Almost every sector of society is evolving and making use, one way or another, of the technical innovations that are arising, and Health is not an exception.

Medicine evolution has historically been linked to scientific innovations, but also to technical and technological ones. Since the use of the first mechanical tools, medical instrumentation has continually and dramatically improved. Precision surgery machines are quite spread and it’s not unusual to find systems such as the Da Vinci robot (a robotic surgery equipment) in operating rooms across many countries.

Internet of things…and people

IoT devices are particularly being used to yield a number of innovation projects within the Health sector. And with the goal of enabling organisations (and people) prototyping and validating their different proposals and use cases around IoT, the Spanish company Libelium (a manufacturer of this kind of devices) has a  medical development kit on sale that facilitates the process. Through a variety of sensors capable of measuring up to 20 biometric parameters and access to Libelium’s cloud platform, you can build and program different projects in quite an easy way.

One of the most common uses of IoT in this field is monitoring patients that are either under a special treatment or needing some kind of remote assistance.

In this line, Fujitsu announced and launched a few months ago a pilot project in a Dutch hospital to monitor and accelerate the rehabilitation process of patients. Using smart sensors that capture the movement, balance and other vital constants, doctors at the hospital can remotely track patients’ progress during their recovery process.

Another interesting project is the one announced last February by Altair, Ericsson and Sony Mobile. A wristband connected to a device called Continuous Glucose Monitor (CGM) monitors blood sugar levels, activity, sleep and heart rate. It can even send alerts to the user or the doctor under certain events, for instance when glucose levels drop, and it doesn’t require a smartphone to operate.

Data is king

Another upward trend in technology that is also being leveraged by the Health sector is Big Data. There are more than 300 million medical consultations per year, and that’s just in Spain; the amount of useful data that you could extract from them is huge. That is, actually, the value proposition that a company called IOMED offers; through a set of data and intelligence analysis tools, they structure the information obtained after each consultation and enable other doctors to make better and faster diagnosis thanks to that a vast amount of additional information they can access.

The smartphone as your doctor’s office

However, innovations not always imply the use of new medical instrumentation, smart objects or complex software algorithms. Sometimes it’s just a matter of optimizing processes, such as improving doctor-patient communication.

Thanks to the proliferation of smartphones we have experienced in the last decade, we have seen how some companies are offering patient care services through mobile apps. A good example is Mediquo, an application that allows patients to chat with their doctors and specialists 24/7 and, at the same time, allows doctors keep track on their patient’s evolution remotely and in a comfortable way.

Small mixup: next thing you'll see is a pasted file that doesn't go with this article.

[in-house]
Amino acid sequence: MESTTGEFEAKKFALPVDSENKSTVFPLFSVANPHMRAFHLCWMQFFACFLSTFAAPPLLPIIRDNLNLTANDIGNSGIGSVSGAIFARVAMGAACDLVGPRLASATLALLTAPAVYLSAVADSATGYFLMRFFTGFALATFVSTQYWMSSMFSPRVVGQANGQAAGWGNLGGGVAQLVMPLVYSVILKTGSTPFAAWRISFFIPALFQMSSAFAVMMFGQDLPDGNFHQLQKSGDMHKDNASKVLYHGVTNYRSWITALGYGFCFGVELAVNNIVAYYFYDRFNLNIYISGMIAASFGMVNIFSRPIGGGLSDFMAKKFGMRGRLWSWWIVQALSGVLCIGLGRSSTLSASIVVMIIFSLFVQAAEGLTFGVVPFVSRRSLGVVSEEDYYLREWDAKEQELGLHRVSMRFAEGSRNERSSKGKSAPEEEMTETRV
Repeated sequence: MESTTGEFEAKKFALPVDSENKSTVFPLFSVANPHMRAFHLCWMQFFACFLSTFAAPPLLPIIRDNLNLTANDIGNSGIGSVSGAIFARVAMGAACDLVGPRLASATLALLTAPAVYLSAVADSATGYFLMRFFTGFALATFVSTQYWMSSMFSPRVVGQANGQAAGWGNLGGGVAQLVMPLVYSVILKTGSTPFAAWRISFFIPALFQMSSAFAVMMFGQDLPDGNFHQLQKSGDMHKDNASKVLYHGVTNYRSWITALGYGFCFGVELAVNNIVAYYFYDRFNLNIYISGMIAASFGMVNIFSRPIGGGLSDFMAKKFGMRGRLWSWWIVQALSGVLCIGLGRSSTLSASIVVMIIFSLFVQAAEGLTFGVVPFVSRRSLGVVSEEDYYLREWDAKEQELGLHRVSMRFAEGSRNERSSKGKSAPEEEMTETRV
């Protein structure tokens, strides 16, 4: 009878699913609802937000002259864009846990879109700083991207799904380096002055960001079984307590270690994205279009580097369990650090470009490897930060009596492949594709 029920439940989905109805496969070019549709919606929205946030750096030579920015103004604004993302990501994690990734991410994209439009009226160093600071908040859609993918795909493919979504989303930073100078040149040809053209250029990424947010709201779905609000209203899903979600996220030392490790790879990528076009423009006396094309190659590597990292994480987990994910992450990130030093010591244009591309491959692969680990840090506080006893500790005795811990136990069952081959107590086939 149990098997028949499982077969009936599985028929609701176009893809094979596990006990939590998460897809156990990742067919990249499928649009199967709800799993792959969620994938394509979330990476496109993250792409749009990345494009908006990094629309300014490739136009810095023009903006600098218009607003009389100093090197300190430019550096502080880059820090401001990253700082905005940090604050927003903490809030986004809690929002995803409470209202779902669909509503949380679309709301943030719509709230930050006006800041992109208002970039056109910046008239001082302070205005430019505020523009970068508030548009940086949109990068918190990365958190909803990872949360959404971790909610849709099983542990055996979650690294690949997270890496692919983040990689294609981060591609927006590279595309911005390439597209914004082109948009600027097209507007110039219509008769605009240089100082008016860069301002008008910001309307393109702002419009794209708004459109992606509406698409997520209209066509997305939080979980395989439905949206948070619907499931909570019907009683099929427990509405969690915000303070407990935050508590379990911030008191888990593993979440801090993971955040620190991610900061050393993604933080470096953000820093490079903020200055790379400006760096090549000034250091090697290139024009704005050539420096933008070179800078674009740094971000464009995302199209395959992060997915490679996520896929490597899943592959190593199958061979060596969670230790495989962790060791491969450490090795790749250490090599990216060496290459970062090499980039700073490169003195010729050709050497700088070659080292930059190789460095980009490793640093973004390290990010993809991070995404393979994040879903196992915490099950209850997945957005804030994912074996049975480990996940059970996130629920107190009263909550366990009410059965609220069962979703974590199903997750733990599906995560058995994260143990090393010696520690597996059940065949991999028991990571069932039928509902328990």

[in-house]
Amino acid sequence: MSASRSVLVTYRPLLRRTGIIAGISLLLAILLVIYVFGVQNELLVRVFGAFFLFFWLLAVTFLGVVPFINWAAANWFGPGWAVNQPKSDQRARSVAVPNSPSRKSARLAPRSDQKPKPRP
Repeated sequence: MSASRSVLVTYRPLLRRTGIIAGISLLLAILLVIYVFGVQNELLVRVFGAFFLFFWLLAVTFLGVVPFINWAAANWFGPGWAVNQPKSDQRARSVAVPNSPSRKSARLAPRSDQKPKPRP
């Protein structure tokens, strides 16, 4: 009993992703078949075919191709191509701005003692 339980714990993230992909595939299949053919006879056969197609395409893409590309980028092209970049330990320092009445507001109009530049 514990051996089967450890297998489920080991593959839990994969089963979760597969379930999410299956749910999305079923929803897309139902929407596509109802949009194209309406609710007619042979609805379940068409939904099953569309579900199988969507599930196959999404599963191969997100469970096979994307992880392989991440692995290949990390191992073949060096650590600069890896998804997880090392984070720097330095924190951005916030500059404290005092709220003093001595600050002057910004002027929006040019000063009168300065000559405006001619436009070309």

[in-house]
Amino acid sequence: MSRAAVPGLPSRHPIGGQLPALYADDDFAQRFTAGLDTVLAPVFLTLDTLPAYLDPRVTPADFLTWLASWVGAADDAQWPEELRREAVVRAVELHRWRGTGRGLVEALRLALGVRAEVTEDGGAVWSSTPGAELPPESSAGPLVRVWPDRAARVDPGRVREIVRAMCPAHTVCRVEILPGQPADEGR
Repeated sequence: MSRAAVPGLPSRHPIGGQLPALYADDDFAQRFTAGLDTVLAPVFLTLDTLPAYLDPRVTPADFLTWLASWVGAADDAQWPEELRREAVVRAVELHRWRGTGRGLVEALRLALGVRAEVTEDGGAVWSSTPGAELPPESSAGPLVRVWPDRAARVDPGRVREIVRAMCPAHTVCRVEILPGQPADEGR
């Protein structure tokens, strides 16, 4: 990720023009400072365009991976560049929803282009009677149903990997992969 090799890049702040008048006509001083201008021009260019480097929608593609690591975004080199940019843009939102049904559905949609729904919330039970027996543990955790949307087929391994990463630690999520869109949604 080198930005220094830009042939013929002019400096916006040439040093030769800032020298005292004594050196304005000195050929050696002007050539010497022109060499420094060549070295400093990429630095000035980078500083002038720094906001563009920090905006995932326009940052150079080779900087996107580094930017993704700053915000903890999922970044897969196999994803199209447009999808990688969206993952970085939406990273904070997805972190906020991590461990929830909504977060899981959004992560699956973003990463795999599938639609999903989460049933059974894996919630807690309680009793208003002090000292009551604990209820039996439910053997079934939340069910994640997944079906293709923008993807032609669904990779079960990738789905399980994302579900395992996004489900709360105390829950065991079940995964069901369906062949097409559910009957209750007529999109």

The security challenge

The breakthrough these innovations are producing makes the Health sector face a major challenge: cybersecurity.

Cyberattacks and data steals are increasingly making a big noise and appearing in the front pages of the mass media. It’s easy for many of us to recall some famous events of this kind happening recently. In the Health sector, the problem gets more serious as the data and information being handled is extremely sensitive. Therefore, having protection and prevention mechanisms against potential attacks is crucial.

But data privacy protection is not the only concern; IoT devices are frequently the target of many cyberattacks. It is (literally) vital to provide devices such as remote insulin providers or heart pacemaker devices with the necessary degree of security so that we protect them from any cyberattack attempt. Just a few weeks ago, the Journal of the American College of Cardiology issued a paper reminding the risks these cardiac implantable electronic devices face and giving some recommendations to deal with the challenge of protecting patients for malicious attacks.

Regarding public administrations, there are not too many initiatives focusing on cybersecurity for Health. However, it’s worth to mention that, in 2016, the European Union announced a public-private partnership around cybersecurity in which they expect to invest up to 1.8 billion € until 2020. The proposal details actions to foster the cyber-resilience of IT systems as well as enhancing EU’s cybersecurity policies, including a European certification framework for ICT security products.

Ensuring the integrity of devices and minimizing the impact of potential cyberattacks is a task that must be shared by all agents involved: public administrations, companies and users. One hopes that the remarkable growth these technologies and devices are having does not prevent companies from having a proper security-by-design approach when making their products, especially if they are aimed for the Health sector.